Presenting our musicians: Petteri Pitko

Musician interview 17.12.2019

FiBOs Artistic Director and harpsichordist Petteri Pitko is quite a language genius besides his musical talent! 

Kuva: Andreas Knapp

Name
Petteri Pitko

Instrument
Harpsichord and organ

Short introduction
At the moment, I work as FiBOs Artistic Director, which is a highly versatile task. In addition to planning individual concert programs it includes designing the orchestra’s upcoming seasons and strategy, and developing the orchestra in cooperation with the other members of the executive team; Laura Kajander and Pauliina Fred. This is interesting work, in which we have to understand the state of society and the cultural field, the development of cultural politics and funding for culture, and also be able to sniff new winds and influences both in Finland and abroad. 

Tell us about yourself. 
I come from Kerimäki, which is nowadays part of the city of Savonlinna. The landscapes of Saimaa are still very dear to me, although I have been living elsewhere for over 20 years; abroad, in Swedish-speaking Ostrobothnia and now in Helsinki. Classical music was not present in my childhood home, and maybe that is the reason why it swept me away later. To me, it was a great and unknown, fascinating world. 

How did you end up with your instrument? Who or what made you choose it?
First I played the piano and the organ, but my interest in the older clavier repertory and my open-minded piano teacher inspired me to try the harpsichord. It was love at first sight! When I later learned to know the magical world of continuo and started playing in orchestras, I realised how social it is to make music. 

What inspires you as a musician and in life?
People who are able to see something new in the old and familiar, people who shake customary ways of thinking. This is needed both in music and in life overall. 

What other art form is close to your heart? 
I am inspired by theater, which takes place in time, just like music. The story begins, develops and ends, and in the performance the audience is taken on a journey that is never repeated exactly the same. This uniqueness fascinates me in live music, too. 

Which is your greatest musical dream?
I wish that classical music maintains its vivid connection to people also in the future, and that it does not become a museum artifact without any meaning to people’s lives. This is, of course, much on the responsibility of us current makers of music.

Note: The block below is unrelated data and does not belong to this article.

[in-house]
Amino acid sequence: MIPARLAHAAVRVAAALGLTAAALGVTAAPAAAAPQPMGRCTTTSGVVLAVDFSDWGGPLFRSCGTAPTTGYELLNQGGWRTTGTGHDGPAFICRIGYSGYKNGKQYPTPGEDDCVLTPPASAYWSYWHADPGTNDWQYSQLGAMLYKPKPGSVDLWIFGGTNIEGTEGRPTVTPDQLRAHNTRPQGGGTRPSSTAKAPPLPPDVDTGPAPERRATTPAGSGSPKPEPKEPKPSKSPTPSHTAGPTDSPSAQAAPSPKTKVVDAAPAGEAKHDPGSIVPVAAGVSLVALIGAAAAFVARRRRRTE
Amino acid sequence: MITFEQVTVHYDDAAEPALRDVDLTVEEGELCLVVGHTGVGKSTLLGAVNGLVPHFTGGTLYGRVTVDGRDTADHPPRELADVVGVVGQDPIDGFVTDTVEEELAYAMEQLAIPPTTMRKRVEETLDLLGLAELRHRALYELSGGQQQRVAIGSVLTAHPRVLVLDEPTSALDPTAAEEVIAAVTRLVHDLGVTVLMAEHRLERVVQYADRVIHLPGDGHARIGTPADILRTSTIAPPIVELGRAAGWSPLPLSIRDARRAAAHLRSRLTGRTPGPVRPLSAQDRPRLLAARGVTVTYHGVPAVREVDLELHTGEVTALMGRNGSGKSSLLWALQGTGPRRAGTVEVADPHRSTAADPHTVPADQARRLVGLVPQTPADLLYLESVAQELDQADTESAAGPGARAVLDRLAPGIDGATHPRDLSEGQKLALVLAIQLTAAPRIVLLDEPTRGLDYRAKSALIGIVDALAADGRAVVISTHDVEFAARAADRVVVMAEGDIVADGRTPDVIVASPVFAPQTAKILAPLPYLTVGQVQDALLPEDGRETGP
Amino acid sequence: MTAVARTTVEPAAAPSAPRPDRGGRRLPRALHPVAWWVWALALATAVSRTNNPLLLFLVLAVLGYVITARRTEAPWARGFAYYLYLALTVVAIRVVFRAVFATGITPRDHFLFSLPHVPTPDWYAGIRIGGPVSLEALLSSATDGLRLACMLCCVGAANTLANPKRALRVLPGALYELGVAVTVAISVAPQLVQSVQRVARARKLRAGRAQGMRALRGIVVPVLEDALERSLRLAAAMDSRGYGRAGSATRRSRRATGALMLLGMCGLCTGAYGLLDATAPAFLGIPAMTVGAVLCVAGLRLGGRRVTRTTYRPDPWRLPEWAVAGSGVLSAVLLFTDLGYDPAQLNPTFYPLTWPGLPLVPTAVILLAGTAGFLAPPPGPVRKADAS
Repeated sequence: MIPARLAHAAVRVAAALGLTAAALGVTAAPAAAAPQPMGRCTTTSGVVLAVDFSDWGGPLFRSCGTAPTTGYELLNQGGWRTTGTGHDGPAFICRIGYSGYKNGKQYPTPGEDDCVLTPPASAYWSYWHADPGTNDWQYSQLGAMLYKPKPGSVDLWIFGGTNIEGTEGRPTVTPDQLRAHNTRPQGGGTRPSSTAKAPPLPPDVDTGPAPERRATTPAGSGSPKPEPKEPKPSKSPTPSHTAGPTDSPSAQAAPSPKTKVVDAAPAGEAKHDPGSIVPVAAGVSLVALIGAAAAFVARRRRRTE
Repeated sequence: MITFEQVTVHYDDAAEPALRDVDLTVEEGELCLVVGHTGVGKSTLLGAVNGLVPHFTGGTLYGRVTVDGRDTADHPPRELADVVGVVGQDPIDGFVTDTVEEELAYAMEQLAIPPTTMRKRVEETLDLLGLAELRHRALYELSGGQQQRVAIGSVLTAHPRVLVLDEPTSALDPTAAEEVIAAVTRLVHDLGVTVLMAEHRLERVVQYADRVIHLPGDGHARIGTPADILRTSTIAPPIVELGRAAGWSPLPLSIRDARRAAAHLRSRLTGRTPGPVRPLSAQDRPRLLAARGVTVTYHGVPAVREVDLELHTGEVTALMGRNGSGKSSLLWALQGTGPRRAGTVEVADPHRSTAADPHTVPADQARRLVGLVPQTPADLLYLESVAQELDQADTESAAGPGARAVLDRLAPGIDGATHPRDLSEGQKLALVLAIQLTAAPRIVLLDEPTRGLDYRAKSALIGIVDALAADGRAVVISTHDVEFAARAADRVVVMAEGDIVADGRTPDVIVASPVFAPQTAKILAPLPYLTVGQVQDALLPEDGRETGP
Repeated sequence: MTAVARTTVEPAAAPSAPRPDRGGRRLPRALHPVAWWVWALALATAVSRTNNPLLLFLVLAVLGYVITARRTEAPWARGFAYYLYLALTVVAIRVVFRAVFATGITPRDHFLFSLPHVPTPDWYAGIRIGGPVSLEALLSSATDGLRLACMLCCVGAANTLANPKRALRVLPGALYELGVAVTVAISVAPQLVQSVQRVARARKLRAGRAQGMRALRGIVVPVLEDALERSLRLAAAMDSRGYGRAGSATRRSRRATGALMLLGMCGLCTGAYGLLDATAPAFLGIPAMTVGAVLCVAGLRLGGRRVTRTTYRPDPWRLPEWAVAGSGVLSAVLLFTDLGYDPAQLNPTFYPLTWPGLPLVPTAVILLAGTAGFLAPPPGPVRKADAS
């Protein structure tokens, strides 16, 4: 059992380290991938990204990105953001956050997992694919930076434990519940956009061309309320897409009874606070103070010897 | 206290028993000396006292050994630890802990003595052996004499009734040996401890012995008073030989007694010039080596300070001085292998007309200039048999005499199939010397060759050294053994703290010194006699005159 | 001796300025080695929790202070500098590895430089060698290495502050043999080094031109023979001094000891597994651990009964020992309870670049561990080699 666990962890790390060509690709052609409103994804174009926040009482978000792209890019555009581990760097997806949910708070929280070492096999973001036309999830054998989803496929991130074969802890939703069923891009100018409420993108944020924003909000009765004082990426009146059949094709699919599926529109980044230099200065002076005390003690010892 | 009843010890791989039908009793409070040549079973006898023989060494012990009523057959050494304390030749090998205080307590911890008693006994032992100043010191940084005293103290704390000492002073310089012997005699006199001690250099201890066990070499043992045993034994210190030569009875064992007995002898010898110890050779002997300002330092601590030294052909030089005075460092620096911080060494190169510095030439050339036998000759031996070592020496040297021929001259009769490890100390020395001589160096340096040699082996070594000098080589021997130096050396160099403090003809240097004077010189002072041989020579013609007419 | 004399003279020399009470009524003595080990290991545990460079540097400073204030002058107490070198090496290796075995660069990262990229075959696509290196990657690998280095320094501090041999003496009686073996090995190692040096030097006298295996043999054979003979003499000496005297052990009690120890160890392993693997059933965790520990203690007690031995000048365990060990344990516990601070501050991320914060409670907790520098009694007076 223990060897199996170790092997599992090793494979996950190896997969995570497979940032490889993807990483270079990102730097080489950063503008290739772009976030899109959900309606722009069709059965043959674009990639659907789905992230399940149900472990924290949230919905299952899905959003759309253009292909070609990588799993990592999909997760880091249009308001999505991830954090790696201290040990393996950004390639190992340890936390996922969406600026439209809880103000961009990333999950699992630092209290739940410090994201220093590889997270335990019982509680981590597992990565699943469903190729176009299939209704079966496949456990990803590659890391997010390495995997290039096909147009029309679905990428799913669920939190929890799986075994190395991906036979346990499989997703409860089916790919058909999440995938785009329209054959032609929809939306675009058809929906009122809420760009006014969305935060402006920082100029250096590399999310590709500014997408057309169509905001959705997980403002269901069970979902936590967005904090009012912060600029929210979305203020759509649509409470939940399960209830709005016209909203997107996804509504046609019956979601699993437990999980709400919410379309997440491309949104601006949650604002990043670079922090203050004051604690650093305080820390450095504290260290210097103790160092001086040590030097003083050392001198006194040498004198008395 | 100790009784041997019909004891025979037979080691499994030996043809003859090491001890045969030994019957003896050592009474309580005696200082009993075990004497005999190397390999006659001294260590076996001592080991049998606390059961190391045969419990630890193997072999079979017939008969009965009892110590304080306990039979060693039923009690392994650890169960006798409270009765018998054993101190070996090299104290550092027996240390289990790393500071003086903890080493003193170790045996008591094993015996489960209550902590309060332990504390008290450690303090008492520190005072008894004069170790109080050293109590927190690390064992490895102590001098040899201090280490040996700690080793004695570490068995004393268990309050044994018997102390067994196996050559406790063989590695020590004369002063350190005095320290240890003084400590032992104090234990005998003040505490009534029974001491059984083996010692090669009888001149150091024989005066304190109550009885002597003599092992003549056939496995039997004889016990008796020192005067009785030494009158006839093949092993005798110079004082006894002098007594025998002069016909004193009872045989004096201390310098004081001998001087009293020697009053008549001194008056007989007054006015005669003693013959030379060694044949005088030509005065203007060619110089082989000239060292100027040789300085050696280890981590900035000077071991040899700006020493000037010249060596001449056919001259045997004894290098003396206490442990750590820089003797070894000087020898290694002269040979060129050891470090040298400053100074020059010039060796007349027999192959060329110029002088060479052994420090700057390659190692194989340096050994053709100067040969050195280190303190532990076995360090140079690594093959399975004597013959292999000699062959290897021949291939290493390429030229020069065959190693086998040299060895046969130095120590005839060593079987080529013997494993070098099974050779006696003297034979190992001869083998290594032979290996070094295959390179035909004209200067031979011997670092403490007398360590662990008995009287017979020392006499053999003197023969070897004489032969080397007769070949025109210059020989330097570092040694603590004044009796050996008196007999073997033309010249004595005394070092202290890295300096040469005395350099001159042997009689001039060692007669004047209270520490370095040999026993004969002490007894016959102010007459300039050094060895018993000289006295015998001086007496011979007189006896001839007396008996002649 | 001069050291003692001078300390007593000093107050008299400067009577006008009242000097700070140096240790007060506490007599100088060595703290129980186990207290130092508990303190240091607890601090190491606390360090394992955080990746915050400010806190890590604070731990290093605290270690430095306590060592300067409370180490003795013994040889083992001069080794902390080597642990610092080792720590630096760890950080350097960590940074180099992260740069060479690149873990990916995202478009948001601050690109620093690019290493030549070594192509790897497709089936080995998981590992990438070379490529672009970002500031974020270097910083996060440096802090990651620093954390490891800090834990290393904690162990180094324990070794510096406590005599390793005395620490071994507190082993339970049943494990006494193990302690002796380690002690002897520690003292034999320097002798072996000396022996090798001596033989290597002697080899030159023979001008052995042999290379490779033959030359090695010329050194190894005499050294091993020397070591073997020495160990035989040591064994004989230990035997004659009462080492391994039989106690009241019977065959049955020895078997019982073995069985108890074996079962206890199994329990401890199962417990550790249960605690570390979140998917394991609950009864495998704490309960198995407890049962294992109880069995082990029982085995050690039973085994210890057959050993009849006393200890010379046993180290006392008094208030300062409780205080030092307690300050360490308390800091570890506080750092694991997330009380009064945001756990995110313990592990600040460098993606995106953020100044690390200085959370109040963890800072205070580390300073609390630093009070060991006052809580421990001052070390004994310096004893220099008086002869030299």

Which is your favourite travel destination, and why? 
Naples is one of the most marvellous cities that I have ever visited. Ruggedly beautiful and completely chaotic. The systematic Nordic person in me is fascinated by the logic of Southern Italy: what at first sight seems like a perfect chaos, soon reveals a world organised in its very own way. 

In what kind of a place does your soul find rest?
I enjoy the silence as a counterweight to both music and all intellectual work. Silence can be found in the Finnish forest, by the sea, or for instance in a dim Neapolitan church when you have stepped in from the noisy street and closed the door behind you. 

How do you feel your art is affecting society at large? 
As an orchestra, our task is to offer the listeners experiences, the familiar and the unknown, entertainment, an escape from the everyday life, and also challenges and food for thought. Even affecting only one listener has an effect on society as a whole. The world of classical music has been considered elitistic and alienated from the rest of the world, but in recent years the themes of e.g. gender and multiculturalism have emerged in interesting ways in internal discussions and in media. But it is always a two-way effect: society influences art and its contents, and the other way around. The way in which we, people in this industry, encounter and solve these topical questions has an outward effect on the whole picture of how our society is constructed. 

Why do you enjoy playing music that is over 300 years old?
For me, one of the most important reasons is keeping our cultural heritage alive and topical and to maintain its attractiveness to people. Music is a magical art form because it transcends time and language. Sound messages from far away in the shadows of our history appeal to us, although perhaps we do not understand their contents in the same way as the people in the past. 

Choose your favourite among FiBO’s spring 2020 concerts, and motivate your choice.
In the concert The Garden of Love in February we will perform Alessandro Scarlatti’s serenata ”Il giardino d’amore”, which I played about 15 years ago in a production in the historical theater at the castle in Potsdam. Already then I wondered why such unbelievably beautiful music is so rarely performed. 

Do you have a “secret” special skill? 
I speak seven different languages, four of them excellently, and I get by with the other three. 

If you had to run the Cooper test or bake for a party of 30 people, which would you choose?
I would choose the easier one: baking is one of my favourite things to do. 

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